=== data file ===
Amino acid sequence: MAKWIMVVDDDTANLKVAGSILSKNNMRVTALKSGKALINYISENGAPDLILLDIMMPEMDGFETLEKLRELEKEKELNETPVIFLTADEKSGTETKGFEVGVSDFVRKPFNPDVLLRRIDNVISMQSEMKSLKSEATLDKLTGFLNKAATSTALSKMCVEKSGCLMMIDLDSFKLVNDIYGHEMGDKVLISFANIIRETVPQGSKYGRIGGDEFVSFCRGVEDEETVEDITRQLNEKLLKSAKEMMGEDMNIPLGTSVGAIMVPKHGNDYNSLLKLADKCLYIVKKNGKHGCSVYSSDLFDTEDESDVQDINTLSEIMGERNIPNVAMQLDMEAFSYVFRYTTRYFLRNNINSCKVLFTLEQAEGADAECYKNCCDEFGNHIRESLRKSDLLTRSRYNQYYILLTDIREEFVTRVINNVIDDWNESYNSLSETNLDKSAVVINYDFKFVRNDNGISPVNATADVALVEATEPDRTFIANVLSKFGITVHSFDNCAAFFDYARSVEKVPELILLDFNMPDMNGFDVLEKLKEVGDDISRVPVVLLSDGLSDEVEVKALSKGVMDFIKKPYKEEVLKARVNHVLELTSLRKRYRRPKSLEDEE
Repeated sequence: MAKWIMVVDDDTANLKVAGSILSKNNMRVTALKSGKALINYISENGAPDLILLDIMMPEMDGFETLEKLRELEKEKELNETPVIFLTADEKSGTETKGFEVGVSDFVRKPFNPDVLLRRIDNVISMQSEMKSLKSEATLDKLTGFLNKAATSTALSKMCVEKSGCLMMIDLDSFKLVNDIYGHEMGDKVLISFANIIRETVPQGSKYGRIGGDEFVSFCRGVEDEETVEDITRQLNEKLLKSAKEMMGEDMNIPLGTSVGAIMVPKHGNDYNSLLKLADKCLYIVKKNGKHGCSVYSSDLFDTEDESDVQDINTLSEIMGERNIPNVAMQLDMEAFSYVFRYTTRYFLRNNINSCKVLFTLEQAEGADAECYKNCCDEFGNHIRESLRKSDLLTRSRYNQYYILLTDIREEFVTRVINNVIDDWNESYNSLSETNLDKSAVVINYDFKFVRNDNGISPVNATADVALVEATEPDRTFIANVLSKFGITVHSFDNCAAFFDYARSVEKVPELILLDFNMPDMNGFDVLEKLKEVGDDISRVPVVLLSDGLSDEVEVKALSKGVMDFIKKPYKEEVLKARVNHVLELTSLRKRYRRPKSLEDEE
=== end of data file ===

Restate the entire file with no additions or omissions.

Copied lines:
Amino acid sequence: MAKWIMVVDDDTANLKVAGSILSKNNMRVTALKSGKALINYISENGAPDLILLDIMMPEMDGFETLEKLRELEKEKELNETPVIFLTADEKSGTETKGFEVGVSDFVRKPFNPDVLLRRIDNVISMQSEMKSLKSEATLDKLTGFLNKAATSTALSKMCVEKSGCLMMIDLDSFKLVNDIYGHEMGDKVLISFANIIRETVPQGSKYGRIGGDEFVSFCRGVEDEETVEDITRQLNEKLLKSAKEMMGEDMNIPLGTSVGAIMVPKHGNDYNSLLKLADKCLYIVKKNGKHGCSVYSSDLFDTEDESDVQDINTLSEIMGERNIPNVAMQLDMEAFSYVFRYTTRYFLRNNINSCKVLFTLEQAEGADAECYKNCCDEFGNHIRESLRKSDLLTRSRYNQYYILLTDIREEFVTRVINNVIDDWNESYNSLSETNLDKSAVVINYDFKFVRNDNGISPVNATADVALVEATEPDRTFIANVLSKFGITVHSFDNCAAFFDYARSVEKVPELILLDFNMPDMNGFDVLEKLKEVGDDISRVPVVLLSDGLSDEVEVKALSKGVMDFIKKPYKEEVLKARVNHVLELTSLRKRYRRPKSLEDEE
Repeated sequence: MAKWIMVVDDDTANLKVAGSILSKNNMRVTALKSGKALINYISENGAPDLILLDIMMPEMDGFETLEKLRELEKEKELNETPVIFLTADEKSGTETKGFEVGVSDFVRKPFNPDVLLRRIDNVISMQSEMKSLKSEATLDKLTGFLNKAATSTALSKMCVEKSGCLMMIDLDSFKLVNDIYGHEMGDKVLISFANIIRETVPQGSKYGRIGGDEFVSFCRGVEDEETVEDITRQLNEKLLKSAKEMMGEDMNIPLGTSVGAIMVPKHGNDYNSLLKLADKCLYIVKKNGKHGCSVYSSDLFDTEDESDVQDINTLSEIMGERNIPNVAMQLDMEAFSYVFRYTTRYFLRNNINSCKVLFTLEQAEGADAECYKNCCDEFGNHIRESLRKSDLLTRSRYNQYYILLTDIREEFVTRVINNVIDDWNESYNSLSETNLDKSAVVINYDFKFVRNDNGISPVNATADVALVEATEPDRTFIANVLSKFGITVHSFDNCAAFFDYARSVEKVPELILLDFNMPDMNGFDVLEKLKEVGDDISRVPVVLLSDGLSDEVEVKALSKGVMDFIKKPYKEEVLKARVNHVLELTSLRKRYRRPKSLEDEE